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In the poem “Amorphous Fungus,” by Argentinean writer Marcial Macieli, _Amoramias_is called a “sculptured flower,” and in the poem itself, Macieli describes the flowers as “something like marble.” The name amoramias comes from the Greek word for meaning “dream”; it combines the Greek words amore meaning love and sigma, meaning “stone.” I use the term “stones” in the context of these beautiful flower arrangements, but am aware that they also have uses outside the garden. In the book “The Book of Gems,” by Dr. Susan Lordi, there is an entire chapter devoted to the varieties of amoramias, with beautiful pictures and detailed descriptions. Even the common pennyworth has its gemstone.
The book describes these varieties and their characteristics, explaining why some are more expensive than others, and how they should be treasured. Some of the most common colors are yellow-orange, dark orange, pinkish purple, blue-green, and citrine-blue. Of all the colors described, purple was the most expensive and usually available only in flower shops or on the Internet.
These flowers seem to have a life of their own, living and withering at will. The oldest known specimen belongs to an Egyptian Pharaoh, who probably did not know that his dream flower had been discovered until he was buried with it behind his sarcophagus. The flower lived on after his death, withering in the sun, and then emerging again as a bright orange or purple. The oldest specimens of _amoramias_ are over four hundred years old.
All members of the Cymbidium family, which includes all the species in the Chrysanthemum genus, belong to the class called Floribacterium. The flowers are produced by a single flower head, which can include several types of flowers, and can be asymmetrical, spiraling, or polygonal. The floriferous stems, which are erect, tapering, and curved, support the large numbers of leaflets which grow in clusters. Each has five to nine stalks, which reach a height of one to three inches, and are used to support the large numbers of petals.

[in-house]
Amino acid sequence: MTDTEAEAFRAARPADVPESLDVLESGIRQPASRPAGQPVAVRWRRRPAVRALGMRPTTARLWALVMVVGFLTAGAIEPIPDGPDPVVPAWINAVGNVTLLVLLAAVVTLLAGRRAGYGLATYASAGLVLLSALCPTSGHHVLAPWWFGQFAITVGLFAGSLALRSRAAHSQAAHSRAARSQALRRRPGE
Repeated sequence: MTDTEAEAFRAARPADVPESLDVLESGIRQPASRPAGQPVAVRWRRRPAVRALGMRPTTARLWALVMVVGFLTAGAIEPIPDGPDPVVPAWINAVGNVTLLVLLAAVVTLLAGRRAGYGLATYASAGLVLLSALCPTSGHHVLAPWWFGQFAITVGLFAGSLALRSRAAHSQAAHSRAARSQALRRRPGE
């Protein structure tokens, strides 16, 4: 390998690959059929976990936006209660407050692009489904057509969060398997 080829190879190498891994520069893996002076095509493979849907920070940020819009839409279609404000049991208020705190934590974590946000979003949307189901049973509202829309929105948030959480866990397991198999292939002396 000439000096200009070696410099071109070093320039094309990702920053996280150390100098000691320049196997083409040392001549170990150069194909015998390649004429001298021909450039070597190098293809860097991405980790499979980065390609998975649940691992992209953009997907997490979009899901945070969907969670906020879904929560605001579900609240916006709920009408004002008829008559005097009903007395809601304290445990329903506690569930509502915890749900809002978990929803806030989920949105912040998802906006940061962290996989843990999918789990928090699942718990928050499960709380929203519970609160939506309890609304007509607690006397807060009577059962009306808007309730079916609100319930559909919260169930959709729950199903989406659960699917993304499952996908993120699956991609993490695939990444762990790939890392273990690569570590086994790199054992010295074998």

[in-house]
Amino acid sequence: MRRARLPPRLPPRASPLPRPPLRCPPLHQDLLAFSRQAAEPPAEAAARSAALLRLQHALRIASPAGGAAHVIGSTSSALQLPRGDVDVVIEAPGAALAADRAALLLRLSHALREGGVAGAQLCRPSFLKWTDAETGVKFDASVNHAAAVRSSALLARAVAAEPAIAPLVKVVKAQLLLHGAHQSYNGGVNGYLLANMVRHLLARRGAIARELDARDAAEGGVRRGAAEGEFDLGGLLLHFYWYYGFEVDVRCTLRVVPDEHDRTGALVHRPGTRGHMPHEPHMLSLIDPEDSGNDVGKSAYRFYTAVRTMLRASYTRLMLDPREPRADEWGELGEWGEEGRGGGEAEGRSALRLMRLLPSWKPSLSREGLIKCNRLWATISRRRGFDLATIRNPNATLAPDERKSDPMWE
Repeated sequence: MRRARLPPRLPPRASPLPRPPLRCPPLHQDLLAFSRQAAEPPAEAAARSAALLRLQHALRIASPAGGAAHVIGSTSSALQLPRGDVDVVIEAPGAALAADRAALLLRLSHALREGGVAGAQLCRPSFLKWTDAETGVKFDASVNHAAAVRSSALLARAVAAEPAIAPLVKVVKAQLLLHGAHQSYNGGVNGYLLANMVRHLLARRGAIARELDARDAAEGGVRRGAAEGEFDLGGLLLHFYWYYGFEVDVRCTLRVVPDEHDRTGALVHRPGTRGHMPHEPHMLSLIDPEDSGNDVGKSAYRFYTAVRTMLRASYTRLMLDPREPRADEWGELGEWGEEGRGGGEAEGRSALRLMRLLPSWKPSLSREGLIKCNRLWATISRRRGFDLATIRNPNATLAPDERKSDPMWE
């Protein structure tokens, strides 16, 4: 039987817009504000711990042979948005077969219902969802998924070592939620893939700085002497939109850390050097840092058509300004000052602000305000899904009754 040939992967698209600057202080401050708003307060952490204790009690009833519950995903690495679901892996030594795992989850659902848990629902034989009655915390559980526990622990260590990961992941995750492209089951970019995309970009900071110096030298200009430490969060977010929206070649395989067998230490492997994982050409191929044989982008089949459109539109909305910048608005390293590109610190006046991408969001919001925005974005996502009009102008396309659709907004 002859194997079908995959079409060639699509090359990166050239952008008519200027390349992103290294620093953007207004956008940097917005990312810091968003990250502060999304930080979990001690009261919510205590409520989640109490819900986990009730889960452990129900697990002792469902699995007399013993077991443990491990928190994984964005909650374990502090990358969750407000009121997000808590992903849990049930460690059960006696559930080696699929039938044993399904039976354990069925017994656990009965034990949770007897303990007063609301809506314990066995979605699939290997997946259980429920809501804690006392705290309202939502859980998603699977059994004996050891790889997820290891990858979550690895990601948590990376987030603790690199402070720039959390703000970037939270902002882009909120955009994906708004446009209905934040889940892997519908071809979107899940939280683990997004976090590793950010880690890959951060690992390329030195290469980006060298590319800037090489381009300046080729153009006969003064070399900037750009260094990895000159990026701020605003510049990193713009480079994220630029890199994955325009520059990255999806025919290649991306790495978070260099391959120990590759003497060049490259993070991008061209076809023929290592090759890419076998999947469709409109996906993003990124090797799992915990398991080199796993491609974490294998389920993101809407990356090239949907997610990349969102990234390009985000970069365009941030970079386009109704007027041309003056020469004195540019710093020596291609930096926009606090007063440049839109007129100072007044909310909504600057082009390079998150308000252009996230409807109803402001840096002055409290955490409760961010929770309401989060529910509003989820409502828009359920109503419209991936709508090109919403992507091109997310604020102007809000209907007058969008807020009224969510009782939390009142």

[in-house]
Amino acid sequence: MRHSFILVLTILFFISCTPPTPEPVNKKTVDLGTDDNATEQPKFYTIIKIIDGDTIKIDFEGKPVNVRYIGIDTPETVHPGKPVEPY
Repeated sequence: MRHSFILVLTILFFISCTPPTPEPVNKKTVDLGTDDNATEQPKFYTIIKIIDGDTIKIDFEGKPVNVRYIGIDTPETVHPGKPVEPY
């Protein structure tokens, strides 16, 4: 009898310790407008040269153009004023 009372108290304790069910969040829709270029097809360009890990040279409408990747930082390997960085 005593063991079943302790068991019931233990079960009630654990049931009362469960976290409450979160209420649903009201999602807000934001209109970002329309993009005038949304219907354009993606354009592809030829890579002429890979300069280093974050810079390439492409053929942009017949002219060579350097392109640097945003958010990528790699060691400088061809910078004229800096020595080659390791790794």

When collecting this plant for tea, it is best taken in the morning when the sap is still high. It is not unusual for the leaves to turn a purplish color while in storage, but they quickly recover their green color when picked. The flowers are easy to grow, and produce a nice, even, green carpet of flowers when planted. The plant flourishes in full sunlight, and can be grown in a variety of soils, including peat moss and chalk. It is quite tolerant of less than ideal soil and does well under low moisture conditions.
The average age of the flowers is three to four years. They are quite hardy and survive for many years in conditions less demanding than those encountered by their parents. They are considered an ornamental plant, and flower in masses, with several specimens being produced on the same plant. The flower heads are usually rounded at the tip, instead of pointed, as in the case of most other species of amoramias. The amoramias that have pointed flower heads will flower later, and at a later stage in their life cycle.
The flower heads do not bear fruit, but the small flowers are quite handsome. Each flower has four ray-like petals, and the center is marked by a whitish colored bract. The amoramias are cultivated in flower gardens, and they love their companionship. In addition to the lovely flowers, the plant has many other attributes that make it an ideal ornamental plant. It is strong, hardy, and adaptable; it is a member of the lily family and is found in many gardens.
The only caution that should be taken is that the blooming periods are generally from April through August, and the plants do not flower again until September. The _amoramias_ plant is a beautiful and easy plant to grow, and the enjoyment of seeing them in your garden is almost endless. You will enjoy their soft hues, and their exotic appearance.